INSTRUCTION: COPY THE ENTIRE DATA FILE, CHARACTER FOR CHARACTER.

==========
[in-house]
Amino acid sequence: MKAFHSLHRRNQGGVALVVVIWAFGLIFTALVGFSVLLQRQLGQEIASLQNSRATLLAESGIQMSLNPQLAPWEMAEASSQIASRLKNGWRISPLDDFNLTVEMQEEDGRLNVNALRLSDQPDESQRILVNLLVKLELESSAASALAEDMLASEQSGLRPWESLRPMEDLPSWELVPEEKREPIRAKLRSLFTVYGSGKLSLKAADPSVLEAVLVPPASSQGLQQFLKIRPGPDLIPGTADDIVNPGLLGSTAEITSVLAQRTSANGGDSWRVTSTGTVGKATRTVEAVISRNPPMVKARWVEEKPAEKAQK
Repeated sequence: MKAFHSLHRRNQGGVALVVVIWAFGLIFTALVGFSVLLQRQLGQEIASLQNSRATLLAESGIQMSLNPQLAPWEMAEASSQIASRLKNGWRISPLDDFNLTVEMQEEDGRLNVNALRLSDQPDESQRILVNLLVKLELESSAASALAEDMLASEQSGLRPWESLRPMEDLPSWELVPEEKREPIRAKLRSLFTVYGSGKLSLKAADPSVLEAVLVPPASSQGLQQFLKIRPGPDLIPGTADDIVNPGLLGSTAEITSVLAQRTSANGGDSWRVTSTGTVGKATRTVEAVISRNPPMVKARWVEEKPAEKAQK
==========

[in-house]
Amino acid sequence: MKAFHSLHRRNQGGVALVVVIWAFGLIFTALVGFSVLLQRQLGQEIASLQNSRATLLAESGIQMSLNPQLAPWEMAEASSQIASRLKNGWRISPLDDFNLTVEMQEEDGRLNVNALRLSDQPDESQRILVNLLVKLELESSAASALAEDMLASEQSGLRPWESLRPMEDLPSWELVPEEKREPIRAKLRSLFTVYGSGKLSLKAADPSVLEAVLVPPASSQGLQQFLKIRPGPDLIPGTADDIVNPGLLGSTAEITSVLAQRTSANGGDSWRVTSTGTVGKATRTVEAVISRNPPMVKARWVEEKPAEKAQK
Repeated sequence: MKAFHSLHRRNQGGVALVVVIWAFGLIFTALVGFSVLLQRQLGQEIASLQNSRATLLAESGIQMSLNPQLAPWEMAEASSQIASRLKNGWRISPLDDFNLTVEMQEEDGRLNVNALRLSDQPDESQRILVNLLVKLELESSAASALAEDMLASEQSGLRPWESLRPMEDLPSWELVPEEKREPIRAKLRSLFTVYGSGKLSLKAADPSVLEAVLVPPASSQGLQQFLKIRPGPDLIPGTADDIVNPGLLGSTAEITSVLAQRTSANGGDSWRVTSTGTVGKATRTVEAVISRNPPMVKARWVEEKPAEKAQK